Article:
HELSINKI (AP) — The three Baltic states have strongly condemned comments by China’s envoy to France, who appeared to suggest in a recent French television interview that former Soviet republics aren’t sovereign nations.
The foreign ministers of Estonia, Latvia and Lithuania in separate announcements late Saturday deemed statements by Lu Shaye, China’s ambassador to France, as unacceptable.
In a recent interview with the French news channel LCI, he was asked if he thought that the Crimean Peninsula belongs to Ukraine. Russia annexed Crimea from Ukraine in 2014, a move that most of the world denounced as illegal.
“That depends … on how one perceives this problem,” the envoy told the broadcaster. “There’s the history. Crimea was at the beginning Russian, no? It was (Soviet leader Nikita) Khrushchev who gave Crimea to Ukraine in the era of the Soviet Union.”
When the channel’s presenter noted that according to international law, Crimea is part of Ukraine, the Chinese ambassador drew a parallel to the former Soviet republics — including the three Baltic nations — that broke free after the USSR collapsed in 1991.
“With regards to international law, even these ex-Soviet Union countries, they do not, they do not have the status — how to say it? — that’s effective in international law, because there is no international agreement to solidify their status as a sovereign country,” he said.
Lithuanian Foreign Minister Gabrielius Landsbergis tweeted that “If anyone is still wondering why the Baltic States don’t trust China to ‘broker peace in Ukraine,’ here’s a Chinese ambassador arguing that Crimea is Russian and our countries’ borders have no legal basis.”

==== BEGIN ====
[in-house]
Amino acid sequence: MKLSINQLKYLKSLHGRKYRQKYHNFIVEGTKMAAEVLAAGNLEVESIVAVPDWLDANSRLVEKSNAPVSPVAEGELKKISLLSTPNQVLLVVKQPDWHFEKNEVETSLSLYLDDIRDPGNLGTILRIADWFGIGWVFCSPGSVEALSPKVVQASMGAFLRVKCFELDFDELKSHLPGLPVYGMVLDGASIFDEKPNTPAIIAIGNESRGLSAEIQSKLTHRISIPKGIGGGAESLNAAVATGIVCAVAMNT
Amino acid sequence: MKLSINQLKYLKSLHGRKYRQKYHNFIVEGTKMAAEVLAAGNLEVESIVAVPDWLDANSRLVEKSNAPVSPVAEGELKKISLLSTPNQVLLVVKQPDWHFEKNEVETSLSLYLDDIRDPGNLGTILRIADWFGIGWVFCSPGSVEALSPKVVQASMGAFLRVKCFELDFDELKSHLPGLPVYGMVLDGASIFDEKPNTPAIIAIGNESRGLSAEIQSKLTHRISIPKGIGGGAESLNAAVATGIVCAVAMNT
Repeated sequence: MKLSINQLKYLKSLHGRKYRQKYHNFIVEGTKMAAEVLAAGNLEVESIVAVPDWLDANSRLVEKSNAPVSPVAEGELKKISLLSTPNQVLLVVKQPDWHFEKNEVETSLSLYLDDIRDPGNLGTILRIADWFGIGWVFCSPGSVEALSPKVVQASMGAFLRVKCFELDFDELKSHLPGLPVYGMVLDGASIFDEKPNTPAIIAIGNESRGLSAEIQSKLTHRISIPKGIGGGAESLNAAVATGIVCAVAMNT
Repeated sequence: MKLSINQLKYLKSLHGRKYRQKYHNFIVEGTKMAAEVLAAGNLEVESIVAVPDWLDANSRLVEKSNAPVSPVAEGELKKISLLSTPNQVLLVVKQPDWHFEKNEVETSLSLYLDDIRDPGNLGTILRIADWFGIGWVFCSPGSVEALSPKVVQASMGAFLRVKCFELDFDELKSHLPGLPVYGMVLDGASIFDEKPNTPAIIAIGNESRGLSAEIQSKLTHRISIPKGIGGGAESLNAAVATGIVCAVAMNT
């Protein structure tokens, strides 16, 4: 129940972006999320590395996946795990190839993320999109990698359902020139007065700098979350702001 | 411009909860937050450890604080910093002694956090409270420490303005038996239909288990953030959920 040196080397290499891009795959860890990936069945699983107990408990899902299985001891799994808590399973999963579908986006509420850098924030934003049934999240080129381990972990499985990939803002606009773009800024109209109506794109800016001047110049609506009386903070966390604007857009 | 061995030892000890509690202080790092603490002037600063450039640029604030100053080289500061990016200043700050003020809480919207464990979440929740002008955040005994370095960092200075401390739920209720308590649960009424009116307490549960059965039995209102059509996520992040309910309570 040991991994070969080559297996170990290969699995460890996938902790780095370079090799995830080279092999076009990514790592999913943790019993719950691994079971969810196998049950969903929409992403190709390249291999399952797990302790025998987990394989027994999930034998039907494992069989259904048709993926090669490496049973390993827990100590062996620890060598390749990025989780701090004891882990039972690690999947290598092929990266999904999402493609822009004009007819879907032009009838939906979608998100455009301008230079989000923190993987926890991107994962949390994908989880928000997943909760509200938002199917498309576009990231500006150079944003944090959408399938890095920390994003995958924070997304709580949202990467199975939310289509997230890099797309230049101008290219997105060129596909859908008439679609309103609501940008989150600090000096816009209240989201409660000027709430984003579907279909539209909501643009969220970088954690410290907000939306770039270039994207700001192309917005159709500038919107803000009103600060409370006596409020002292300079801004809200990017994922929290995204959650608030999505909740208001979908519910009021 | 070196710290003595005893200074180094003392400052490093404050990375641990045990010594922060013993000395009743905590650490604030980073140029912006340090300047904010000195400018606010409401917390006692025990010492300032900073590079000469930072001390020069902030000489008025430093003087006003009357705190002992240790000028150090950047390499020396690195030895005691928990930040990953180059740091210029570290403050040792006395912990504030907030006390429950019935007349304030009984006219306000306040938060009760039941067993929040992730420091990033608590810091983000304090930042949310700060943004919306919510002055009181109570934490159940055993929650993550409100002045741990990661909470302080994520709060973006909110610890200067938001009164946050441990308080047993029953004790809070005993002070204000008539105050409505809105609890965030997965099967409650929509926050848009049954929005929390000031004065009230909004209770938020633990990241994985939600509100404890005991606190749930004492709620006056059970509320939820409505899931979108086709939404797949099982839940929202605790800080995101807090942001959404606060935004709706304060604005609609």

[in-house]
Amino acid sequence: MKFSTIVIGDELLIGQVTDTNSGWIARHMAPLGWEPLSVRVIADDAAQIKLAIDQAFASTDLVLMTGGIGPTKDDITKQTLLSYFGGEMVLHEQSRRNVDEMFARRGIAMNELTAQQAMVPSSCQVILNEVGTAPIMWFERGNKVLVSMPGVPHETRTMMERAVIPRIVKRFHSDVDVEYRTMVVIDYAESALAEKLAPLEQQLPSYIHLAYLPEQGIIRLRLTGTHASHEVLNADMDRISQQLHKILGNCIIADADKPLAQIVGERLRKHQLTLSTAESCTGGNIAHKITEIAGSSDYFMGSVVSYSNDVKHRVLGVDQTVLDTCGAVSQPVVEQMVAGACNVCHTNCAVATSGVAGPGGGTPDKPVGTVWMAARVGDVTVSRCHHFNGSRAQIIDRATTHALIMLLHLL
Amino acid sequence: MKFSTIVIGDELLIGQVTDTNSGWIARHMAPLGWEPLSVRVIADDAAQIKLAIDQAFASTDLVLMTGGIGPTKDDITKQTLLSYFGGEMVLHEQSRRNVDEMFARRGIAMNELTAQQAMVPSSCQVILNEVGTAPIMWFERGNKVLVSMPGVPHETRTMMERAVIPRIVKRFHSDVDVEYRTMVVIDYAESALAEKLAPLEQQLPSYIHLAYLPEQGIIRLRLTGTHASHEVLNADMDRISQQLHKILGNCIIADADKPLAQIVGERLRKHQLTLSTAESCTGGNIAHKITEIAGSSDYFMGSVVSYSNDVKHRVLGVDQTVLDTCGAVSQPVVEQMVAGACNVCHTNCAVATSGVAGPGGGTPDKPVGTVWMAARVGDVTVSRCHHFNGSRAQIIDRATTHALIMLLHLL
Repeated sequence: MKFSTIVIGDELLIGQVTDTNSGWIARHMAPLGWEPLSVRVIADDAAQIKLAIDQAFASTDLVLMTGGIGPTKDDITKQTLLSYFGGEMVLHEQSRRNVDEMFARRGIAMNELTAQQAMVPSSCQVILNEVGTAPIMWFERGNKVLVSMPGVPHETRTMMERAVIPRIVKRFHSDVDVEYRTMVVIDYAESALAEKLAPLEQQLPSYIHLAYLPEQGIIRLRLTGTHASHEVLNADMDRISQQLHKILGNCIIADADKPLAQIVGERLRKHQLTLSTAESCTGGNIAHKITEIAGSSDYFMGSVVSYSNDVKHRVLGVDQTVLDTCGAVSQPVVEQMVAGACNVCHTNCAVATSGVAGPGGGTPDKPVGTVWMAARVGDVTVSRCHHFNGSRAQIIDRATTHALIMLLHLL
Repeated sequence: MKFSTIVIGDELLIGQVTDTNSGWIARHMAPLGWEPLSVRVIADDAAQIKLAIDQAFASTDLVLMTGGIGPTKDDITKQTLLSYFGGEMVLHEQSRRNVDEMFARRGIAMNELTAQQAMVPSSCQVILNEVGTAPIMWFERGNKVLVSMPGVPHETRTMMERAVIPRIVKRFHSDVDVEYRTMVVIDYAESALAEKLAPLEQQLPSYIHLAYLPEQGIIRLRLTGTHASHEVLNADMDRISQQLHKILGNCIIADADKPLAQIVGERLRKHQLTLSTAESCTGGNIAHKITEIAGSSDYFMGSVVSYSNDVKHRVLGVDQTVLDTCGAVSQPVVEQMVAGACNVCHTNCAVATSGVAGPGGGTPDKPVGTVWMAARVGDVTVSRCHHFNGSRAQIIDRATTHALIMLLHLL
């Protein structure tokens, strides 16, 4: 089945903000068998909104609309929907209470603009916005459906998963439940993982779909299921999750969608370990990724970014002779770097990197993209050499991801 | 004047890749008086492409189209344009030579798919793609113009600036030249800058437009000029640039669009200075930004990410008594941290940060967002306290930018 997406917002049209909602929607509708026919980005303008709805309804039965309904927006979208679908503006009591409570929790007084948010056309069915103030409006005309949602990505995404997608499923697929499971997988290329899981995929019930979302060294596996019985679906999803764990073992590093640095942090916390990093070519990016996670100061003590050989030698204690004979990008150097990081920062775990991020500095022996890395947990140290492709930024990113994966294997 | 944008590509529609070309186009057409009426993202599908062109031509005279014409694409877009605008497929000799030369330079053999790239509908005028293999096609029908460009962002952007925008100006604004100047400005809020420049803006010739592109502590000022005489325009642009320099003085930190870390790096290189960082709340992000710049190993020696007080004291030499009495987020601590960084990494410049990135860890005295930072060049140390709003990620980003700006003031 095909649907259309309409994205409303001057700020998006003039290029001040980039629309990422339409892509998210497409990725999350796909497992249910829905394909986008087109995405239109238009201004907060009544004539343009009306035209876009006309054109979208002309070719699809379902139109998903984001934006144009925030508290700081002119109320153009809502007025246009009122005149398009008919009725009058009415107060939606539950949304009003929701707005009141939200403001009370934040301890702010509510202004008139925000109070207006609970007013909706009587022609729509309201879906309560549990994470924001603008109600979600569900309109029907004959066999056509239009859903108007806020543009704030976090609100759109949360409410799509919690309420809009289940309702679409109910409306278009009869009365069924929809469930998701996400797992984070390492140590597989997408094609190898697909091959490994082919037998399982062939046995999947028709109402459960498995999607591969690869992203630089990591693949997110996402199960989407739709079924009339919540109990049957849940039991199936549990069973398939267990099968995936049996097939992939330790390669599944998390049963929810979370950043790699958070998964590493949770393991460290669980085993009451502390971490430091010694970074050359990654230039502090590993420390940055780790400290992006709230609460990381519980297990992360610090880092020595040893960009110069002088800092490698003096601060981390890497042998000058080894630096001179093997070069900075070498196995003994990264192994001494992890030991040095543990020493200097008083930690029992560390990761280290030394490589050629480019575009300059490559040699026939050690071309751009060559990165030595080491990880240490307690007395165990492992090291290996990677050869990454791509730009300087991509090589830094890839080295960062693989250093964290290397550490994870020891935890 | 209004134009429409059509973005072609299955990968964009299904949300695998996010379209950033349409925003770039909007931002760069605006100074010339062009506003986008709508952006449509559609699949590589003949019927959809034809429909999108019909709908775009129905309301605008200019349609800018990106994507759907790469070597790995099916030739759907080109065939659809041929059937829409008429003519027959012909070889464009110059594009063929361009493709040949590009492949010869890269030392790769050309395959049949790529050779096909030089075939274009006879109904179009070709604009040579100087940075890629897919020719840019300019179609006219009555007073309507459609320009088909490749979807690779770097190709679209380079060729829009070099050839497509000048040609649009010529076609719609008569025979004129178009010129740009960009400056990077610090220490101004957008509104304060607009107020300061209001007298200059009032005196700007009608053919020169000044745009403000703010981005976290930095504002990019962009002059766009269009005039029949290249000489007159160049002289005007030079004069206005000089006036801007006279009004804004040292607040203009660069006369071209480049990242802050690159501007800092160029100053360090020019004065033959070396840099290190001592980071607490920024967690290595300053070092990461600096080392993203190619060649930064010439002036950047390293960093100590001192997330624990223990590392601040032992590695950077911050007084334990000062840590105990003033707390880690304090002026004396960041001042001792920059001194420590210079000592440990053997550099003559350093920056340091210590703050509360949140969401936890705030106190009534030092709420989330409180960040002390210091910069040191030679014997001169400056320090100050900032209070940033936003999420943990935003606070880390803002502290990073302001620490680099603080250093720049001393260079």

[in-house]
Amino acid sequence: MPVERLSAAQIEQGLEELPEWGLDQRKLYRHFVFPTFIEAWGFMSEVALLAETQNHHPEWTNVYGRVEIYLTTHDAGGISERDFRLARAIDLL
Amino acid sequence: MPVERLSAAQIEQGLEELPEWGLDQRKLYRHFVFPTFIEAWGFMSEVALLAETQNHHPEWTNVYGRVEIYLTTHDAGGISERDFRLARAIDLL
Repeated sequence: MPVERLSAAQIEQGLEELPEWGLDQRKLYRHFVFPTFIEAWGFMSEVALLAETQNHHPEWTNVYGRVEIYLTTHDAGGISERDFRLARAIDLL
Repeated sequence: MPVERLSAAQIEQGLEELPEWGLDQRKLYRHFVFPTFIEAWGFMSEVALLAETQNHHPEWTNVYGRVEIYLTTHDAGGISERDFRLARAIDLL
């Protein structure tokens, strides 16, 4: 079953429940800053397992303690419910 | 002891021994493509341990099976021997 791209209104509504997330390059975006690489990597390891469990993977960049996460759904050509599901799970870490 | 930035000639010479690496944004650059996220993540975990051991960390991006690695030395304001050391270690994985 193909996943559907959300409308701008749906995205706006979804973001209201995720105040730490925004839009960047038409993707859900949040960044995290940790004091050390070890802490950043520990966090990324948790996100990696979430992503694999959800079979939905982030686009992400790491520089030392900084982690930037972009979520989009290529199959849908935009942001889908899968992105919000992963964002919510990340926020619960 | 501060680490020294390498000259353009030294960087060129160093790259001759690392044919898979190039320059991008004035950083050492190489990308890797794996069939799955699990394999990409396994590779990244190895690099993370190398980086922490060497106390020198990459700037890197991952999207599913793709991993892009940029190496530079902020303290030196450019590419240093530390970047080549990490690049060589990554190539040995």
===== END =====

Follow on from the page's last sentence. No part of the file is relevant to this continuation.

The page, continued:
His Estonian counterpart, Margus Tsahkna, said Chinese ambassador’s comments were “false and a misinterpretation of history,” while Latvian Foreign Minister Edgar Rinkevics said that the statements were “completely unacceptable.”
Tallinn, Riga and Vilnius would each summon China’s ambassador or representative for an explanation of the envoy’s comments, the three Baltic countries said. European Union and NATO members Estonia, Latvia and Lithuania regained their independence in 1991 amid the fall of the Soviet Union after nearly five decades of Moscow’s rule.
In a separate statement, France’s Foreign Ministry expressed concern about the ambassador’s comments about ex-Soviet states and said: “It’s for China to say whether these comments reflect its position, which we hope is not the case.”
The French ministry said these countries gained independence “after decades of oppression” and that in the specific case of Ukraine, “the entirety of the international community, including China,” recognized its borders, including Crimea, when it declared independence in 1991.
European Union foreign policy chief Josep Borrell on Sunday criticized the Chinese ambassador’s “unacceptable remarks” on former Soviet republics’ sovereignty.
“The EU can only suppose these declarations do not represent China’s official policy,” he tweeted.
President Vladimir Putin of Russia, which is China’s ally, has said several times that he doesn’t recognize the sovereignty of Ukraine. The Kremlin also has made clear that it perceives the independence of the Baltic states and their active role in NATO and the EU as threats to Russia’s security.
John Leicester contributed to this report from Paris.